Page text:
A white Riverton businessman this past week posted on Facebook a self-made video car tour in Riverton showing Indigenous people sleeping or sitting outside while he compared them to trash. His commentary included that it was not safe for his daughter or others to walk in Riverton because of them. His characterization was filled with hate for the people whose land white settlers stole along with their culture and dignity.
He has chosen hate, the kind of hate that fueled the killing of Stallone Trosper, Northern Arapaho, by a white Riverton City employee in 2015. Many who commented sadly share his views; a few saying they are human, but that something needs to be done to get rid of them, because they make Riverton look bad.
The Riverton Peace Mission (RPM) has chosen compassion. An RPM leader, Leslie Spoonhunter, in response posted a copy of the article in County 10 letting him know that the Riverton Mayor, Tim Hancock, is meeting with a group of us in follow-up to the Summit for Our Unhoused Neighbors to seek solutions. A teacher who attends the meetings has aptly said that love is what is wanted. It’s not the white people who are danger. I often walk in Riverton without fear. But I do fear for the Indigenous people on the street, and for more than hypothermia.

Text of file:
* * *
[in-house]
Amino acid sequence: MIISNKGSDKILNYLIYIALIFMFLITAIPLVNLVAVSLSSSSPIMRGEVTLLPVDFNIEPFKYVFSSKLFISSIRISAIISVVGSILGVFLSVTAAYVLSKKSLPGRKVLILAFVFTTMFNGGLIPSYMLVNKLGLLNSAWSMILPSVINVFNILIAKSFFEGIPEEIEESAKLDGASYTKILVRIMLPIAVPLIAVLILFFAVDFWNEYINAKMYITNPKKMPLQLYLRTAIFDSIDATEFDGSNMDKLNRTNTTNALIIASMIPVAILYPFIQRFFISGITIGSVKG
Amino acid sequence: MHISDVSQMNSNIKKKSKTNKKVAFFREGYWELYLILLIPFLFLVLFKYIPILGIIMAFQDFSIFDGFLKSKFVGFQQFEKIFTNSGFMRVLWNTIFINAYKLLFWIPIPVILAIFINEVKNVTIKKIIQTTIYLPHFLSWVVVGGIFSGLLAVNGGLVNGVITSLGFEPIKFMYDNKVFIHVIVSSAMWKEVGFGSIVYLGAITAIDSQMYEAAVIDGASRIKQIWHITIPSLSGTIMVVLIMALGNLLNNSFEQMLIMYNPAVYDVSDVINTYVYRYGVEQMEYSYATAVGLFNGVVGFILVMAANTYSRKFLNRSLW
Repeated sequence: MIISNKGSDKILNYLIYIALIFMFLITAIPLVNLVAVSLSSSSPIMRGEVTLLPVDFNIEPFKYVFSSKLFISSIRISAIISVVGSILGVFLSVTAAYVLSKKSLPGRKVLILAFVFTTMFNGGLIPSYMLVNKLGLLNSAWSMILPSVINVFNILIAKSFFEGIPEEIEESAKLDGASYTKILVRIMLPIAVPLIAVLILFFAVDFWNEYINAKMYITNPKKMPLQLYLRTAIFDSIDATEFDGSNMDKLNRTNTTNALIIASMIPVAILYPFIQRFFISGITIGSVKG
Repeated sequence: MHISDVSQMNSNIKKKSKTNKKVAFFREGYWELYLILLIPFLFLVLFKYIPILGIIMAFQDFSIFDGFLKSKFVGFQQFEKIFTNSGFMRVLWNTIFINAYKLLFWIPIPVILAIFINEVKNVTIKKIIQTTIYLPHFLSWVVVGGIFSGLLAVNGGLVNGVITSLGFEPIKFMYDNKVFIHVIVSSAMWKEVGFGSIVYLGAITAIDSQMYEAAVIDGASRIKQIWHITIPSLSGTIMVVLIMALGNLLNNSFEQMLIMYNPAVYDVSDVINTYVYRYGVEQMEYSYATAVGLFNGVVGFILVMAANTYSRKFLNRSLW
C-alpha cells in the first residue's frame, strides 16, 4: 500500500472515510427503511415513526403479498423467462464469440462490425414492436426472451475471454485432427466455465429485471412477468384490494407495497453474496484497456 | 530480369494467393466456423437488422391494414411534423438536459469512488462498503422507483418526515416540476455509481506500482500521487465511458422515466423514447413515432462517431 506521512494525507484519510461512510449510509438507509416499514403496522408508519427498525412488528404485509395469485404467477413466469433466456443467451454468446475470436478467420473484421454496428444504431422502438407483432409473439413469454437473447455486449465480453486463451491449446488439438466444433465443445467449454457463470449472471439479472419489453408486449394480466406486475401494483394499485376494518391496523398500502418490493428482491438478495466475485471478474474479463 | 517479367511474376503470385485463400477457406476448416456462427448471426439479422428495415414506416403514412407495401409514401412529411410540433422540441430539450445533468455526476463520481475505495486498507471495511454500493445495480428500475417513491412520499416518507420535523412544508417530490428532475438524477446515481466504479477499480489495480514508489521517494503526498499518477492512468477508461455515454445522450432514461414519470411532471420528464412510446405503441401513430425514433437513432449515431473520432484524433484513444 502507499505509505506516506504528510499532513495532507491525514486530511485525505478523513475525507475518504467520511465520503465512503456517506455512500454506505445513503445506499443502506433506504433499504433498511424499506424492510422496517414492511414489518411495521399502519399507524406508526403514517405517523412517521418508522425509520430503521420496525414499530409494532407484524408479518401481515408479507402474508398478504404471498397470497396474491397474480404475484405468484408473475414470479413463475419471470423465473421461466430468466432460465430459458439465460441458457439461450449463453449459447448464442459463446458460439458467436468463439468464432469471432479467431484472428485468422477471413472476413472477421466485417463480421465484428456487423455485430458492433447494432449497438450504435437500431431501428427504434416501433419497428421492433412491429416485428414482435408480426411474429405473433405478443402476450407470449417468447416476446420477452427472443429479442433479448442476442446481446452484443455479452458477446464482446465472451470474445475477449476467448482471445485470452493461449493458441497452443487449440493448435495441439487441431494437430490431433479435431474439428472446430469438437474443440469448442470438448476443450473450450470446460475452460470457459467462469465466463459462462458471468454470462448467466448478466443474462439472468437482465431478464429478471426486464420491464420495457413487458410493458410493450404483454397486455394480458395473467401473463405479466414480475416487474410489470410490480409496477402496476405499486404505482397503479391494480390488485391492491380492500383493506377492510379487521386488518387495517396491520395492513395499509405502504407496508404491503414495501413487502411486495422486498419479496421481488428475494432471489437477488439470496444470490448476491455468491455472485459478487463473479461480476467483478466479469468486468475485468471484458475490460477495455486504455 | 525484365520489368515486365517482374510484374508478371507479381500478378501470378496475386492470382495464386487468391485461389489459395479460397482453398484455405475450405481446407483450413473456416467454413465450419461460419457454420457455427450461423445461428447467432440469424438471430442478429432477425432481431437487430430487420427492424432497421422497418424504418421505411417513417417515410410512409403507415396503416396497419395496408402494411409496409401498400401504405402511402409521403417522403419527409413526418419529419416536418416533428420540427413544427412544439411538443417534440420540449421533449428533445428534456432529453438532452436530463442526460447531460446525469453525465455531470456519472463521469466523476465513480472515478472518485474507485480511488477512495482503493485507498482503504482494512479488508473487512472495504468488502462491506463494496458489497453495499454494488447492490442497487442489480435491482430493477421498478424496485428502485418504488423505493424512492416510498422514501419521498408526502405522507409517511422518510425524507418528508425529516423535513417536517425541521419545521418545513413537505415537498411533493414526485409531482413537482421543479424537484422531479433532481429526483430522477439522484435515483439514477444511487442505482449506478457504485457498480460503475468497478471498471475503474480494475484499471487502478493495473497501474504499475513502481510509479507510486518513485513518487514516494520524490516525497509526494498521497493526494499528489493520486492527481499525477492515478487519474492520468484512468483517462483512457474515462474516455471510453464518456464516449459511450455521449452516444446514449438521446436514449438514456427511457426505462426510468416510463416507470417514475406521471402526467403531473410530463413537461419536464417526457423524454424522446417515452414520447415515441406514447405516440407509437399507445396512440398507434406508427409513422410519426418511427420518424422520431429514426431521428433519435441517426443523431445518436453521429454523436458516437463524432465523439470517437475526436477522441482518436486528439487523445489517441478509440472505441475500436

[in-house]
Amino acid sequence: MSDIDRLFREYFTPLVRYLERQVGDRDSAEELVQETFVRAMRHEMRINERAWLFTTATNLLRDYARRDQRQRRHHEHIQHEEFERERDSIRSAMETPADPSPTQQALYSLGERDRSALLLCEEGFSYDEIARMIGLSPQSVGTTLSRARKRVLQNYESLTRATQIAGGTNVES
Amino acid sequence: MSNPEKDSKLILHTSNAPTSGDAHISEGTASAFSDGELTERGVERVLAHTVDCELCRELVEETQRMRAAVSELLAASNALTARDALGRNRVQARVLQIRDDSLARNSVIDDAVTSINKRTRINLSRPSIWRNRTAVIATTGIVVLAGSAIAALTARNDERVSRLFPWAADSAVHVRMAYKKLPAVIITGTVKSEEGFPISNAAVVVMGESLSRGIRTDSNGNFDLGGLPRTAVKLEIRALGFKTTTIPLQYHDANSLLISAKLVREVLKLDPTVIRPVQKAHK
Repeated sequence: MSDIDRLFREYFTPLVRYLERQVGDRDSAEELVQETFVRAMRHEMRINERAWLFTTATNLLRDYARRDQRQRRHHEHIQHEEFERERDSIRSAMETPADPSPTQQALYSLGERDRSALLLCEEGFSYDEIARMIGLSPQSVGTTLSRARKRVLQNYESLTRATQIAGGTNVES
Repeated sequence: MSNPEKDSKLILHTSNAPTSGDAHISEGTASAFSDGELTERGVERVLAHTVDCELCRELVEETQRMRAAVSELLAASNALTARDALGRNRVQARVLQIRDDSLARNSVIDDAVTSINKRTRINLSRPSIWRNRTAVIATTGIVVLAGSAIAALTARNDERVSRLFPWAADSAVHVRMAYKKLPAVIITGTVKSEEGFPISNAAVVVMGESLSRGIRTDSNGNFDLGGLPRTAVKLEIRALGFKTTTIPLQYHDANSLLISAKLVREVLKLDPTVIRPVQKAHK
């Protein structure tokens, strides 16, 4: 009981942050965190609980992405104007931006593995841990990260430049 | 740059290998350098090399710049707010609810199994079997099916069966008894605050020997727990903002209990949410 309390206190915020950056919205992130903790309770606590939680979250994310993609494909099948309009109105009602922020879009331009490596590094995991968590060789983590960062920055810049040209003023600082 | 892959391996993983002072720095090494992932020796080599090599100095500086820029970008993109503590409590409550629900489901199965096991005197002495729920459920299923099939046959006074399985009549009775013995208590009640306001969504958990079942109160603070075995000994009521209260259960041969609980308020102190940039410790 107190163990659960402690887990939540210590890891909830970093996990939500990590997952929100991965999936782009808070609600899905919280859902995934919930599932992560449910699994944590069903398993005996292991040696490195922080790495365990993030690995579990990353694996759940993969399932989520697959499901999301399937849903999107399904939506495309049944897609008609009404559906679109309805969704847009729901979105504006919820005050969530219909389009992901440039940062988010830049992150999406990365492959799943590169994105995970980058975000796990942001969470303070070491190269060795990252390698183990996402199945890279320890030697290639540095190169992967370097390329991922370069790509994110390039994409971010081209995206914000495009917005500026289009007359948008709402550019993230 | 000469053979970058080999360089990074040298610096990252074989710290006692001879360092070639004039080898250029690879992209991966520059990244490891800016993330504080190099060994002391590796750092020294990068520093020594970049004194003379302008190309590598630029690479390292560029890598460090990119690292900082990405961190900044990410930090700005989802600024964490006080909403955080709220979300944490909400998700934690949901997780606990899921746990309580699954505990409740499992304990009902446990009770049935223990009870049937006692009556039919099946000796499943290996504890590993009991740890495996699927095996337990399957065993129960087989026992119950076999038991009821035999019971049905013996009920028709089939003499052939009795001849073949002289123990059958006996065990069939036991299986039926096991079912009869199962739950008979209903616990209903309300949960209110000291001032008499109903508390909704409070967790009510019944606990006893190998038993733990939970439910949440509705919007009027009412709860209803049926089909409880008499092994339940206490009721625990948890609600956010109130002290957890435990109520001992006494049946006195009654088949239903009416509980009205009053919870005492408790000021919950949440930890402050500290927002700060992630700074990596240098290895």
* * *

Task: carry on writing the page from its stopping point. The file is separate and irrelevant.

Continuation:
The hatred makes it sometimes hard for tribal people to speak up on their relatives’ behalf for fear that they also will be targeted. So, instead they distance themselves by joining white people in their hatred that results in lateral violence, another outcome of colonization.
RPM can change that through education and organizing. We can join together for solutions that restore dignity.
That’s why RPM volunteers are going to Missoula June 4-7 (see attached article) to learn how to organize so that the Indigenous people living in Fremont County can determine the future of our community based on compassion, not hate. You can support RPM through joining, volunteering, and donations.
Fear no. Be humble. Have faith. Be bold. Build relationships. Do justice.